Lost Locos of the ACCo.

North American Narrow Gauge; West of the Rockies (including Canada; Mexico).
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Gunslinger87
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Joined: Thu Dec 02, 2010 9:22 pm

Lost Locos of the ACCo.

Post by Gunslinger87 » Thu Oct 11, 2012 6:48 am

Hey all,
I've got a question for you. I've been attempting to do a lot of research on the Arizona Copper Co. for inspiration on some On20 modeling. However I've taken personal interest in the ACC and its old right-of-way. I know that nearly all of it has been whipped out due to the open pit mining operations. However there is one thing that has captured my curiosity.

At one point in time three of the ACC 20" gauge porter were abandoned at the top of the Coronado incline, left to rust and decay. Then in the late 80s (I think) they were finally recovered. What I'm curious about is if the abandonment site where the Porter were located is still in tact? Although I have no idea when I could possibly make it out there, I would love to go and explore the old site, take some reference photos, possibly map out the area, ect.

I would really appreciate any and all help/info on the site location.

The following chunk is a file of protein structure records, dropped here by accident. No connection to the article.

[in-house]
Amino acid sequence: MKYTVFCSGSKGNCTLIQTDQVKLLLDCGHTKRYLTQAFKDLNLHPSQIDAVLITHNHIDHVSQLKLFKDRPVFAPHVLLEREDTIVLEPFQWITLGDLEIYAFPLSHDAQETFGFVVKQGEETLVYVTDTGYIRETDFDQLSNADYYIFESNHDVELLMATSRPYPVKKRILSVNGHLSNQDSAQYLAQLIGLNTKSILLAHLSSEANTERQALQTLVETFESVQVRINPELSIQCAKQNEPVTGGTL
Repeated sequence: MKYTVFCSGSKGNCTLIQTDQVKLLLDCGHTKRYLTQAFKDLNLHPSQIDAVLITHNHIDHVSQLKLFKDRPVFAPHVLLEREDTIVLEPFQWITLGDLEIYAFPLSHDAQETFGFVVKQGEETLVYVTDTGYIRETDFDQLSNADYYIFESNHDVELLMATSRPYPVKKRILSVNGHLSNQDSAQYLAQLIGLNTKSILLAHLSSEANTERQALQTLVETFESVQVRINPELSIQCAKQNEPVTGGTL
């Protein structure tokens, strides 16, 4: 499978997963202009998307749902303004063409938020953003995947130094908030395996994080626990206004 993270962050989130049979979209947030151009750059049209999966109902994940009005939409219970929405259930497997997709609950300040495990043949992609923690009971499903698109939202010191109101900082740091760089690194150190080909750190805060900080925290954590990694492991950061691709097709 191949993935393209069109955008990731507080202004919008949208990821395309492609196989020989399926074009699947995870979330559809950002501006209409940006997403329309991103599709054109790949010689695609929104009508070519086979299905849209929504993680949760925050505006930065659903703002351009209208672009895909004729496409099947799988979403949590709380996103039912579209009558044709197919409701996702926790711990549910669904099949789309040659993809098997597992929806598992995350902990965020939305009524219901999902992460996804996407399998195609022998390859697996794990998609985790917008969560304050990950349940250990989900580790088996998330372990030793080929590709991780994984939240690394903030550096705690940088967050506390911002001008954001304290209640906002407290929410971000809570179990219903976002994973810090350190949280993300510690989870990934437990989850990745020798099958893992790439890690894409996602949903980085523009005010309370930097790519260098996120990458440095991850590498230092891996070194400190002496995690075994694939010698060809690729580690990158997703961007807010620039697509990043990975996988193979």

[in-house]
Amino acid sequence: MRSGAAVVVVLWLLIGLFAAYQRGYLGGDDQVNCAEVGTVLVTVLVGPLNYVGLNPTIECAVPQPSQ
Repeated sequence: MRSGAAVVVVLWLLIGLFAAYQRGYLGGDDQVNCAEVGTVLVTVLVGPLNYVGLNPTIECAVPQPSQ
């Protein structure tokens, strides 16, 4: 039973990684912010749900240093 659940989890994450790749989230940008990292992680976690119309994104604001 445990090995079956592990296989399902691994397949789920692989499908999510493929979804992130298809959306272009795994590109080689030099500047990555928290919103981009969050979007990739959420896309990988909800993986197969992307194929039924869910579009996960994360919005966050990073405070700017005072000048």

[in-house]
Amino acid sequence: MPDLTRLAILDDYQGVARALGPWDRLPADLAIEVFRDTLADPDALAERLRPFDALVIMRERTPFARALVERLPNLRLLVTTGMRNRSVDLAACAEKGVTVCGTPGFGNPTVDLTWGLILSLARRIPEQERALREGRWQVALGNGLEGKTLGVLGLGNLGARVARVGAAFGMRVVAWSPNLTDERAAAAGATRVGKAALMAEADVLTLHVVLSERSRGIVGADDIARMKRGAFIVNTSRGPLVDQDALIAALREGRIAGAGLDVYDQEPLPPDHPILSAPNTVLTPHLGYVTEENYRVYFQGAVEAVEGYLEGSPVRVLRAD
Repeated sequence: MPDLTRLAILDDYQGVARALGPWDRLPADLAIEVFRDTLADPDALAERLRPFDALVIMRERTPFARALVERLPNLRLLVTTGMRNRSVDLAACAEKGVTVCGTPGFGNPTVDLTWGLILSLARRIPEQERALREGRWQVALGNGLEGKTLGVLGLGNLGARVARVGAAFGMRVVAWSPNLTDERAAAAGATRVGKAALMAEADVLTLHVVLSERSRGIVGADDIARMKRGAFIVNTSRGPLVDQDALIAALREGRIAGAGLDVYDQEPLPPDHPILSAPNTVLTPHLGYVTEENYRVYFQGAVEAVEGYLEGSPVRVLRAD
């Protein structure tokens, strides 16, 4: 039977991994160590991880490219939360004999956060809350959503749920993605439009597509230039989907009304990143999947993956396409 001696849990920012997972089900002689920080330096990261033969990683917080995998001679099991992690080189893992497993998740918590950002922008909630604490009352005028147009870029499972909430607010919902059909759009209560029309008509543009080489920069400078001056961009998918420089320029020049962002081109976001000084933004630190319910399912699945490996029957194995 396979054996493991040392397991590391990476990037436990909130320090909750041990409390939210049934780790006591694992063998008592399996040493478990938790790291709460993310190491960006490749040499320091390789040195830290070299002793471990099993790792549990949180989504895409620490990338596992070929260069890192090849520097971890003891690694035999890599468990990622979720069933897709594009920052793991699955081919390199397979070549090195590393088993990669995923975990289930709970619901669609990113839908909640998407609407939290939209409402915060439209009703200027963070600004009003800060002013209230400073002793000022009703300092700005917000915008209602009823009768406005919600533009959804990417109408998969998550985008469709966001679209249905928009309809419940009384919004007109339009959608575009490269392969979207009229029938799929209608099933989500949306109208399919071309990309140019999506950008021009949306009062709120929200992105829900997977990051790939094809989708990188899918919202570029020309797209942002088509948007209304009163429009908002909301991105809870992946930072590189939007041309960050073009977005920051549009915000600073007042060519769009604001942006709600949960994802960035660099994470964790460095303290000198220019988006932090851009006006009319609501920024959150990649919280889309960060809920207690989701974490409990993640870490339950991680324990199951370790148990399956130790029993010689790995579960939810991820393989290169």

John Coker
Posts: 247
Joined: Mon Sep 07, 2009 2:36 pm
Location: Bayfield,CO
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Re: Lost Locos of the ACCo.

Post by John Coker » Fri Oct 12, 2012 2:50 pm

I would recommend latching onto a copy of Fine Scale Railroader's 2004 Logging, Mining and Industrial Annual. It has a trove of information, photos and maps. It has plans of the engines in On2 to boot.

According to the article Phelps Dodge had to build a road into the area for core drilling equipment. It then that the engines were extracted. I don't know the particulars but if it is on mining property you better contact P-D about it. Call or e-mail Stan or Sheldon at Coronado Models in Phoenix- they would know the details.

Brian Norden
Posts: 292
Joined: Thu Sep 03, 2009 11:40 pm

Re: Lost Locos of the ACCo.

Post by Brian Norden » Sat Oct 13, 2012 4:02 pm

I'm traveling right now, but at home I have a couple of books about the mining operations at Clifton/Morenci, Arizona; one about the underground mining era and one about the later open pit era.

There is a chapter about the recovery of the locomotives, etc. If I recall correctly, the removal was done by the Arizona National Guard as a training exercise.

When I get home, I'll check the book and see what it says about the location.
Brian Norden

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